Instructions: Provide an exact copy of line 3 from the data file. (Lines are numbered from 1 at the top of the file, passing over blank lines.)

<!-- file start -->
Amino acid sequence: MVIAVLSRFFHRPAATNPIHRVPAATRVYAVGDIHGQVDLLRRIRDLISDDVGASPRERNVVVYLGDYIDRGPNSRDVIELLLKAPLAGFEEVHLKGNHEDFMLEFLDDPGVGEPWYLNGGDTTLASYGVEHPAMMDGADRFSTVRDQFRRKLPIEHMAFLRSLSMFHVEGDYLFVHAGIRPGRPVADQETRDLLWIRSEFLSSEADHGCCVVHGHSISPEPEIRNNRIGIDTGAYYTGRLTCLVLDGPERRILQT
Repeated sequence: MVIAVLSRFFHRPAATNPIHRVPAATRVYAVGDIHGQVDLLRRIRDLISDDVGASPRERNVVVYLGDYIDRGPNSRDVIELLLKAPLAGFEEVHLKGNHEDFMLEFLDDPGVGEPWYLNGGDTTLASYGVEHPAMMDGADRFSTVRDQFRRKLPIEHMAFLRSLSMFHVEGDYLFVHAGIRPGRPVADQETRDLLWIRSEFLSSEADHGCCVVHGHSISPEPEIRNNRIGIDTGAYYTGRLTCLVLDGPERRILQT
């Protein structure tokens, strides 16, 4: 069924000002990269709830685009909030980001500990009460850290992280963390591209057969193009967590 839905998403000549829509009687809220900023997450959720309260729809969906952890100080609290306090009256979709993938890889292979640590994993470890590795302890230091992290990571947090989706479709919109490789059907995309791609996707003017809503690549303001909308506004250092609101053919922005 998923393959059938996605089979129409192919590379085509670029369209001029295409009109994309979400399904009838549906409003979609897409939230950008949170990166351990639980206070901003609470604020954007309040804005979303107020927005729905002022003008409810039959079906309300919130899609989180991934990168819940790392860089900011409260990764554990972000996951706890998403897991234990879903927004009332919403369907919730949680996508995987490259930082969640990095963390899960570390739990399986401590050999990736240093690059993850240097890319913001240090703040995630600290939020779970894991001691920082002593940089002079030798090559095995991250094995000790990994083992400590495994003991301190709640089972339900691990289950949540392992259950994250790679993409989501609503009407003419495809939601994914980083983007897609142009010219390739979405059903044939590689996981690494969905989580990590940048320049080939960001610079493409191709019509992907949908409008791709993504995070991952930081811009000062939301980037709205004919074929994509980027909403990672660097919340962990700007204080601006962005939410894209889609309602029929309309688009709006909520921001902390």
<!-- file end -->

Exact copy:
């Protein structure tokens, strides 16, 4: 069924000002990269709830685009909030980001500990009460850290992280963390591209057969193009967590 839905998403000549829509009687809220900023997450959720309260729809969906952890100080609290306090009256979709993938890889292979640590994993470890590795302890230091992290990571947090989706479709919109490789059907995309791609996707003017809503690549303001909308506004250092609101053919922005 998923393959059938996605089979129409192919590379085509670029369209001029295409009109994309979400399904009838549906409003979609897409939230950008949170990166351990639980206070901003609470604020954007309040804005979303107020927005729905002022003008409810039959079906309300919130899609989180991934990168819940790392860089900011409260990764554990972000996951706890998403897991234990879903927004009332919403369907919730949680996508995987490259930082969640990095963390899960570390739990399986401590050999990736240093690059993850240097890319913001240090703040995630600290939020779970894991001691920082002593940089002079030798090559095995991250094995000790990994083992400590495994003991301190709640089972339900691990289950949540392992259950994250790679993409989501609503009407003419495809939601994914980083983007897609142009010219390739979405059903044939590689996981690494969905989580990590940048320049080939960001610079493409191709019509992907949908409008791709993504995070991952930081811009000062939301980037709205004919074929994509980027909403990672660097919340962990700007204080601006962005939410894209889609309602029929309309688009709006909520921001902390």